The end of the academic year is here and with the end of the year comes the natural transition to the slower pace of summer. Why not take the extra time to evaluate your level of happiness? After reviewing many articles about happiness there are a few consistent themes. The studies conducted by positivity psychologist Sonja Lyubomirsky point to 12 things happy people do differently to increase their levels of happiness. Here are a dozen things that any of us -- at any age or stage of life -- can start doing today to feel the effects of more happiness in our lives .
Express gratitude. -- When you appreciate what you have, what you have appreciates in value. Basically, being grateful for the goodness that is already evident in your life will bring you a deeper sense of happiness. And that's without having to go out and buy anything. It makes sense. We're going to have a hard time ever being happy if we aren't thankful for what we already have.
Cultivate optimism. -- Winners have the ability to manufacture their own optimism. No matter what the situation, the successful diva is the chick who will always find a way to put an optimistic spin on it. She knows failure only as an opportunity to grow and learn a new lesson from life. People who think optimistically see the world as a place packed with endless opportunities, especially in trying times .
Avoid over-thinking and social comparison. -- Comparing yourself to someone else can be poisonous. If we're somehow "better" than the person that we're comparing ourselves to, it gives us an unhealthy sense of superiority. Our ego inflates -- KABOOM -- our inner Kanye West comes out! If we're "worse" than the person that we're comparing ourselves to, we usually discredit the hard work that we've done and dismiss all the progress that we've made. What I've found is that the majority of the time this type of social comparison doesn't stem from a healthy place. If you feel called to compare yourself to something, compare yourself to an earlier version of yourself.
Practice acts of kindness. -- Performing an act of kindness releases serotonin in your brain. (Serotonin is a substance that has TREMENDOUS health benefits, including making us feel more blissful.) Selflessly helping someone is a super powerful way to feel good inside. What's even cooler about this kindness kick is that not only will you feel better, but so will people watching the act of kindness. How extraordinary is that? A side note is that the job of most anti-depressants is to release more serotonin.
Develop strategies for coping. -- How you respond to the "negative" moments is what shapes your character. Sometimes "bad" events happens -- it's inevitable. Forrest Gump knows the deal. It can be hard to come up with creative solutions in the moment. It helps to have healthy strategies for coping pre-rehearsed, on-call, and in your arsenal at your disposal.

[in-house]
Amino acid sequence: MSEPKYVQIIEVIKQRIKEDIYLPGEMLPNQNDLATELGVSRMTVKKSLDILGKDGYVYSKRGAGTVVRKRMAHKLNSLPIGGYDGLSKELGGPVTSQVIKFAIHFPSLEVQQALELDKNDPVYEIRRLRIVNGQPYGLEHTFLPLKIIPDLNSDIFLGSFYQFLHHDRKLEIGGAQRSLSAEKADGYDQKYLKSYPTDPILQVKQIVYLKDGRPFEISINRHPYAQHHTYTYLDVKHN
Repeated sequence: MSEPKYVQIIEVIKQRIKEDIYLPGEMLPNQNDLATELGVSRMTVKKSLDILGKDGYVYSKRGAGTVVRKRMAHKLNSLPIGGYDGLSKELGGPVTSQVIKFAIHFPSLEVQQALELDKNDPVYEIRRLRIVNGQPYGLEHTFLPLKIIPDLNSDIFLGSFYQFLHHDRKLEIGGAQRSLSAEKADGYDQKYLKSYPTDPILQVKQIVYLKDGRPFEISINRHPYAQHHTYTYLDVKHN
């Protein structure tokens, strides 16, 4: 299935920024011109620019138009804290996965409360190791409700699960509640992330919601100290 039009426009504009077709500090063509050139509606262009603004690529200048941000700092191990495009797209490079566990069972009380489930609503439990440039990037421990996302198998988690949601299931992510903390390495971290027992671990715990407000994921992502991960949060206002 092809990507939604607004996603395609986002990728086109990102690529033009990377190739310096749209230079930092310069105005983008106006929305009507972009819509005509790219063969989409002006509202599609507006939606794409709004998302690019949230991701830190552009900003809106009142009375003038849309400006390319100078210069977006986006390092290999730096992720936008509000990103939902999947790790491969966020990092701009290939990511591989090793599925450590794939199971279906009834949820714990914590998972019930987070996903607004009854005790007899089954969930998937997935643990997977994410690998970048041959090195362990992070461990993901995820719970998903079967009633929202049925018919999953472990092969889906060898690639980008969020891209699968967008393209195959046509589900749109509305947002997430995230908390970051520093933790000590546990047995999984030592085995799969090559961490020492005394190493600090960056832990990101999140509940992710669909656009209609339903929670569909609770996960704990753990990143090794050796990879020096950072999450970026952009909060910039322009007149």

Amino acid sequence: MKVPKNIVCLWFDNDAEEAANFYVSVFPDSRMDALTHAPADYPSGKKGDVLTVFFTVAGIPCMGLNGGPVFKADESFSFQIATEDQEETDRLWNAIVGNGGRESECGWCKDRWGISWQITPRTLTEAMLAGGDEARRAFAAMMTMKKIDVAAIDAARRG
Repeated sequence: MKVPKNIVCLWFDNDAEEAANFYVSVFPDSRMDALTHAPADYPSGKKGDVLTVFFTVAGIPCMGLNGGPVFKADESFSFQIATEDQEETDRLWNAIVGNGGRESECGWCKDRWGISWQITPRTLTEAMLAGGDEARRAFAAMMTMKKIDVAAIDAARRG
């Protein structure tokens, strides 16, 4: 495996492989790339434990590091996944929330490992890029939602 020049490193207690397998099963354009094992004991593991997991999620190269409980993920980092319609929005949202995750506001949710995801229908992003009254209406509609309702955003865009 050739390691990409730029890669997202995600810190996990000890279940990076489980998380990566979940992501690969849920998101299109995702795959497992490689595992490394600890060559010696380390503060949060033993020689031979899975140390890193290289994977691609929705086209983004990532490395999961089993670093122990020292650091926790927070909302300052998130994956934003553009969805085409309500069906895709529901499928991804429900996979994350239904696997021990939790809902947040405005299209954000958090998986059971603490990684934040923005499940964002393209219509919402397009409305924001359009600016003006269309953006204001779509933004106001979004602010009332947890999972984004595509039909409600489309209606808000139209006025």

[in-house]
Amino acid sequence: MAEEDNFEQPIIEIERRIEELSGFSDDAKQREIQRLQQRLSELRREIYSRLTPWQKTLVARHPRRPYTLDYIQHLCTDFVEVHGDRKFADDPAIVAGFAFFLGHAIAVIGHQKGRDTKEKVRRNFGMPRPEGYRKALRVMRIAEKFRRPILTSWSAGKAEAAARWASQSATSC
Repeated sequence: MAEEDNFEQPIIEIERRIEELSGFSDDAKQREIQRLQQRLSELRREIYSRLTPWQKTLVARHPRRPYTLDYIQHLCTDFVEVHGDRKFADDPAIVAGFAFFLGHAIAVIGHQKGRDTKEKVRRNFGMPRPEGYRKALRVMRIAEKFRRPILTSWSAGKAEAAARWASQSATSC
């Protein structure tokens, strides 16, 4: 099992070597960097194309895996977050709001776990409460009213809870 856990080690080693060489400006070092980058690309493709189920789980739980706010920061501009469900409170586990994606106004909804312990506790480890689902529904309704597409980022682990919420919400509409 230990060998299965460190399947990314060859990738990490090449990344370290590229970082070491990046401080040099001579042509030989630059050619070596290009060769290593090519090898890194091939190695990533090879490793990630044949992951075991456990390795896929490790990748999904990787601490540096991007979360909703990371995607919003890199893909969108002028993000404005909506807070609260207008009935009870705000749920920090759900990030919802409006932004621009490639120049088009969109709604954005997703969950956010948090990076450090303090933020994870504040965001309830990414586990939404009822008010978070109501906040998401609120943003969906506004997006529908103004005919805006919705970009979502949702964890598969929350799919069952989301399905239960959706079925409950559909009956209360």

Learn to forgive. -- Harboring feelings of hatred is horrible for your well-being.You see, your mind doesn't know the difference between past and present emotion. When you "hate" someone, and you're continuously thinking about it, those negative emotions are toxic for your well-being. You put yourself in a negative and it stays with you throughout your day.
Increase flow experiences. -- Flow is a state in which it feels like time stands still. It's when you're so focused on what you're doing that you become one with the task. Action and awareness are merged. You're not hungry, sleepy, or emotional. You're just completely engaged in the activity that you're doing. Nothing is distracting you or competing for your focus. Practice Biofeedback. Go to the WellU page to learn more about free resources on campus.
Savor life's joys. -- Deep happiness cannot exist without slowing down to enjoy the joy. It's easy in a world of wild stimuli and omnipresent movement to forget to embrace life's enjoyable experiences. When we neglect to appreciate, we rob the moment of its magic. It's the simple things in life that can be the most rewarding if we remember to fully experience them.
Commit to your goals. -- Being wholeheartedly dedicated to doing something comes fully-equipped with an ineffable force. Magical things start happening when we commit ourselves to doing whatever it takes to get somewhere. When you're fully committed to doing something, you have no choice but to do that thing. Counter-intuitively, having no option -- where you can't change your mind -- subconsciously makes humans happier because they know part of their purpose.
Practice spirituality. -- When we practice spirituality or religion, we recognize that life is bigger than us. We surrender the silly idea that we are the mightiest thing ever. It enables us to connect to the source of all creation and embrace a connectedness with everything that exists. Some of the most accomplished people I know feel that they're here doing work they're "called to do."
So there you have it. No new flashy car or leather jacket needed -- just simple, scientifically-grounded wisdom for long-term happiness. These are all things you can start implementing today -- with or without a career change -- so I hope you pick one thing, commit to it and post your commitment in the comments section.
Click the video below to watch/listen to "Happy" by Pharrell Williams
"Clap along is you feel like happiness is the truth..."
Millman, D. Way of the Peaceful Warrier. H.J.KRAMER, 1984. Print.
Lyubomirsky, Sonja. The How of Happiness: A Scientific Approach to Getting the Life You Want. New York: Penguin Press, 2008. Print.
Tiger, Lionel. Optimism: The Biology of Hope. New York: Simon and Schuster, 1979. Print.
Loehr, James E, and Tony Schwartz. The Power of Full Engagement: Managing Energy, Not Time, Is the Key to High Performance and Personal Renewal. New York: Free Press, 2003. Print.